On quitting the grave-yard, our guide,—an intelligent old man,—conducted us towards a sort of observatory, from which, as it occupies the summit of the hill, a fine view of the surrounding country is to be obtained. The scene was altogether very pleasing; for cultivation is carried on everywhere to a great extent, and there is no lack either of ornamental wood, or human habitations,—while, far in the distance, the mountains of Silesia and Bohemia are seen, forming a noble back-ground to the panorama. Nor was the effect of music, heard at a distance, as happened with us to be the case, out of keeping with the character of the things around us. A band of strolling minstrels chanced to be wending their way through a village, in the bottom of the vale far beyond Hernhut, and the air which they were performing, borne back upon the light breeze, sounded very sweetly. In a word, our visit to the tombs of the Hernhuters, with all its accompaniments of sight and sound, affected us at the moment with feelings singularly delightful, of which the recollection still abides by us, as Moore beautifully describes the odour of the roses, lingering about the fragments of the broken vase, which once contained the roses themselves.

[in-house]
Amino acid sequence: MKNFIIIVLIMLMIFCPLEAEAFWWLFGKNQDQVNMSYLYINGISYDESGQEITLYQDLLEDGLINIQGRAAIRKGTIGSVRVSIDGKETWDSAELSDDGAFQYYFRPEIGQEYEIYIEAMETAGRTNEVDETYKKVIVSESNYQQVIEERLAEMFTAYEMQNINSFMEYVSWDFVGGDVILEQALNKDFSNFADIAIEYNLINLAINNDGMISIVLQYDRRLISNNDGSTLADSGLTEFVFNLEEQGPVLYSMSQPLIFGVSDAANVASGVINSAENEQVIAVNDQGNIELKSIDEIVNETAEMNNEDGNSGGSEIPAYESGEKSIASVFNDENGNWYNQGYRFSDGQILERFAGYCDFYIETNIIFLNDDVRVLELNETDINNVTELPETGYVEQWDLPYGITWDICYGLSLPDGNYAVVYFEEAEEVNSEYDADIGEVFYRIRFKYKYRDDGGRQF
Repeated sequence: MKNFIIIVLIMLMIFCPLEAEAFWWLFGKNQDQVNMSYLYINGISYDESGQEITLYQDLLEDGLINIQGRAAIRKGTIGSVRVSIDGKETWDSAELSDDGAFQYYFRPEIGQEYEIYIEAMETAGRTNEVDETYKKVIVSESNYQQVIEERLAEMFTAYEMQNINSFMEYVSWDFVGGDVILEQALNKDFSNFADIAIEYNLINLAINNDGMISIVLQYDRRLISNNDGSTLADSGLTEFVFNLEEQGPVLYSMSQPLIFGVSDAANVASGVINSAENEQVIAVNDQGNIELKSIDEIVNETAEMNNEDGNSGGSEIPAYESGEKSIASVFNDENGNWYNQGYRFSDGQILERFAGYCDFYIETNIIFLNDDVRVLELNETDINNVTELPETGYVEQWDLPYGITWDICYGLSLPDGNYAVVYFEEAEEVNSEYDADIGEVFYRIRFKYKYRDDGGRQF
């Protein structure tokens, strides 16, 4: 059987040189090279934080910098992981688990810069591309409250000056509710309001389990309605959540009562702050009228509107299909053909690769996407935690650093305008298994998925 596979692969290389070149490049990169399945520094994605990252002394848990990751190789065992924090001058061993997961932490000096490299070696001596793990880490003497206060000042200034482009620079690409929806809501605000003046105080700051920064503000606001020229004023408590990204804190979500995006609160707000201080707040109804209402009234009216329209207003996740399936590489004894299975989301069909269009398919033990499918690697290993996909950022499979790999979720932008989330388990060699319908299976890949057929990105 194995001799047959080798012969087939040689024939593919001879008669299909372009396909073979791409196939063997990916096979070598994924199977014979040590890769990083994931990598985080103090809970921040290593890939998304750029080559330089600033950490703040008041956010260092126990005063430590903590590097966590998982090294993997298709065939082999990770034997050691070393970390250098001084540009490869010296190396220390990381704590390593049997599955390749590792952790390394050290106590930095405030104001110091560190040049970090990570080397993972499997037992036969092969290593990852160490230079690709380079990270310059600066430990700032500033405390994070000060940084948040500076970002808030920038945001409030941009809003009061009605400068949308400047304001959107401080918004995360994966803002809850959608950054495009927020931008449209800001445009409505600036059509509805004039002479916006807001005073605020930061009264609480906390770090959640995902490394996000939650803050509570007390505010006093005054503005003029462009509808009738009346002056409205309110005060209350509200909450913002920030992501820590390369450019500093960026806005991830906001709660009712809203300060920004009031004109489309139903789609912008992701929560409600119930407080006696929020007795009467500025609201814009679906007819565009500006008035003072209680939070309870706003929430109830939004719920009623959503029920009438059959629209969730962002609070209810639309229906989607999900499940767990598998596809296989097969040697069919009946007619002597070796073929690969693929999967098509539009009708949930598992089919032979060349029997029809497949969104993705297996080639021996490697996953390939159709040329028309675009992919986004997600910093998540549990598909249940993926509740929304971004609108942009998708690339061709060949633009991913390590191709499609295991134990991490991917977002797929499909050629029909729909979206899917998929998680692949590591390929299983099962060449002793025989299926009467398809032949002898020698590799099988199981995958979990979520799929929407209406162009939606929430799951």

After inserting our names, according to established usage, in a book which is contained in the wooden tower of the observatory, we returned to the inn, and offered our guide money. He would not accept a groschen, though he had too much good sense and good taste, to affect indignation at what he could not but perceive was not designed for an insult. We prevailed upon him, however, to eat his luncheon with us, and found him both an intelligent companion, and willing to impart his information freely.

He told us, what future inquiries have since confirmed, that the Church of Hernhut has branches in very many lands. At Berlin, there is an establishment on a small scale, which is managed after the model of that in Silesia. London has also its little germ, somewhere, according to him, in the neighbourhood of Fulham; and in North America the settlements are numerous. But all look to Hernhut as to the fountain-head of their church, and all receive from the synod there, periodical admonitions and instructions.